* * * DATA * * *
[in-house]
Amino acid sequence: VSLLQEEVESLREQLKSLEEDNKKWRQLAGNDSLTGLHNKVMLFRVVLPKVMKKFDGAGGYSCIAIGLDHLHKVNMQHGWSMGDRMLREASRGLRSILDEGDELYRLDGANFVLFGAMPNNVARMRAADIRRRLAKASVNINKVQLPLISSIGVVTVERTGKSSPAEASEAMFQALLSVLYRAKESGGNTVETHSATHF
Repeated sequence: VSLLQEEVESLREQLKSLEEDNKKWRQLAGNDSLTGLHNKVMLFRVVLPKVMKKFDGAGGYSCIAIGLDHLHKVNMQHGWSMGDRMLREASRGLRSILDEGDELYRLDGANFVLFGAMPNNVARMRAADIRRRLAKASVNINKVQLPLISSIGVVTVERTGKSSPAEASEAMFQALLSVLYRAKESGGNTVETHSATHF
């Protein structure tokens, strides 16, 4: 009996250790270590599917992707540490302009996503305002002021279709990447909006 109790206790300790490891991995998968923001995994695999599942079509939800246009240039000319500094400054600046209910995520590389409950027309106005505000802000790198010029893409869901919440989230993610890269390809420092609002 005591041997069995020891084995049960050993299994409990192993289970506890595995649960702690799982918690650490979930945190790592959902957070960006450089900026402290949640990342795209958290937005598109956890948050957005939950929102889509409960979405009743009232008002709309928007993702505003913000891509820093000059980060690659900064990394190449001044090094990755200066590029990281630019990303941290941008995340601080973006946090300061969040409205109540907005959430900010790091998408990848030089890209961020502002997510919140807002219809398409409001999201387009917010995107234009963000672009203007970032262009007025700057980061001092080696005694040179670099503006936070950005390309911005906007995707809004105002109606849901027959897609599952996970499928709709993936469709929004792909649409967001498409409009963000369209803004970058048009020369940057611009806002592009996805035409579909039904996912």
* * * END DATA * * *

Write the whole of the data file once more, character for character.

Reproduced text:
[in-house]
Amino acid sequence: VSLLQEEVESLREQLKSLEEDNKKWRQLAGNDSLTGLHNKVMLFRVVLPKVMKKFDGAGGYSCIAIGLDHLHKVNMQHGWSMGDRMLREASRGLRSILDEGDELYRLDGANFVLFGAMPNNVARMRAADIRRRLAKASVNINKVQLPLISSIGVVTVERTGKSSPAEASEAMFQALLSVLYRAKESGGNTVETHSATHF
Repeated sequence: VSLLQEEVESLREQLKSLEEDNKKWRQLAGNDSLTGLHNKVMLFRVVLPKVMKKFDGAGGYSCIAIGLDHLHKVNMQHGWSMGDRMLREASRGLRSILDEGDELYRLDGANFVLFGAMPNNVARMRAADIRRRLAKASVNINKVQLPLISSIGVVTVERTGKSSPAEASEAMFQALLSVLYRAKESGGNTVETHSATHF
């Protein structure tokens, strides 16, 4: 009996250790270590599917992707540490302009996503305002002021279709990447909006 109790206790300790490891991995998968923001995994695999599942079509939800246009240039000319500094400054600046209910995520590389409950027309106005505000802000790198010029893409869901919440989230993610890269390809420092609002 005591041997069995020891084995049960050993299994409990192993289970506890595995649960702690799982918690650490979930945190790592959902957070960006450089900026402290949640990342795209958290937005598109956890948050957005939950929102889509409960979405009743009232008002709309928007993702505003913000891509820093000059980060690659900064990394190449001044090094990755200066590029990281630019990303941290941008995340601080973006946090300061969040409205109540907005959430900010790091998408990848030089890209961020502002997510919140807002219809398409409001999201387009917010995107234009963000672009203007970032262009007025700057980061001092080696005694040179670099503006936070950005390309911005906007995707809004105002109606849901027959897609599952996970499928709709993936469709929004792909649409967001498409409009963000369209803004970058048009020369940057611009806002592009996805035409579909039904996912």